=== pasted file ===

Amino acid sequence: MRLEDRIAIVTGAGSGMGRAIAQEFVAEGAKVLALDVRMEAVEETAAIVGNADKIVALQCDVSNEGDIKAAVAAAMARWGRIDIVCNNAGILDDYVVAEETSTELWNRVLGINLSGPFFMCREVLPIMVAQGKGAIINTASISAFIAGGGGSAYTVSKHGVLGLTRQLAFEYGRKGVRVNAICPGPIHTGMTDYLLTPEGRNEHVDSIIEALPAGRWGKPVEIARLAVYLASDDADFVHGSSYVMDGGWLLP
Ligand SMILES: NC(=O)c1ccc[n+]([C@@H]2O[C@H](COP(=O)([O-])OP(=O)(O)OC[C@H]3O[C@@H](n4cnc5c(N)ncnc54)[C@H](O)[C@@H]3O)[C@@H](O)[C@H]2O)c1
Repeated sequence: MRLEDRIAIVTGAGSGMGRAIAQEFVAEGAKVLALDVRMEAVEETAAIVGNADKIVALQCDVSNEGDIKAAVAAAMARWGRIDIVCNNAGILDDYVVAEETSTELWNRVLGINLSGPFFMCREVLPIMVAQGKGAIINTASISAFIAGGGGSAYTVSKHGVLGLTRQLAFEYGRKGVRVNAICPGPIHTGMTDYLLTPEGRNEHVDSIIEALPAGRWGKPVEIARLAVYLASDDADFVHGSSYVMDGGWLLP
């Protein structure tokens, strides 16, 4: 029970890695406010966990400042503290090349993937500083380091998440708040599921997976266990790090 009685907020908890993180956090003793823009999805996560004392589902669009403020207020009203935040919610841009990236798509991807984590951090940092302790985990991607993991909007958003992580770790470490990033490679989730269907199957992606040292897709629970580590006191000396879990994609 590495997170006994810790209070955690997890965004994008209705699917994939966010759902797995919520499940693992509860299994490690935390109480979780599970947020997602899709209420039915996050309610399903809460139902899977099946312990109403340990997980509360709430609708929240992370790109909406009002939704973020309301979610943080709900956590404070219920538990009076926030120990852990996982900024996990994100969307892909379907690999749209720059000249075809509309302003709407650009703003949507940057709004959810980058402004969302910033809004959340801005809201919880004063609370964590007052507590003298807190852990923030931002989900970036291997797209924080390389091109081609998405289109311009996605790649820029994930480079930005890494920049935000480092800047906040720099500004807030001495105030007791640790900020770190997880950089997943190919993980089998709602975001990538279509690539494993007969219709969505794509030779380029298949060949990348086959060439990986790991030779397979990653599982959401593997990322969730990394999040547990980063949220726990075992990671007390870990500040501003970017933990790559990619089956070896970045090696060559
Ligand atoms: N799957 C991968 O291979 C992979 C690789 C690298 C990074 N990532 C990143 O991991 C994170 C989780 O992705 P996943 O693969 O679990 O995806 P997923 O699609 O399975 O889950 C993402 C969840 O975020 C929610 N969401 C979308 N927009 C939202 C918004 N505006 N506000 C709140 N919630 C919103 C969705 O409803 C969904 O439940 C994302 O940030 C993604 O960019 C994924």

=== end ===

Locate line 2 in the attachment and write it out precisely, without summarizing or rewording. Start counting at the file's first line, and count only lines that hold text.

Ligand SMILES: NC(=O)c1ccc[n+]([C@@H]2O[C@H](COP(=O)([O-])OP(=O)(O)OC[C@H]3O[C@@H](n4cnc5c(N)ncnc54)[C@H](O)[C@@H]3O)[C@@H](O)[C@H]2O)c1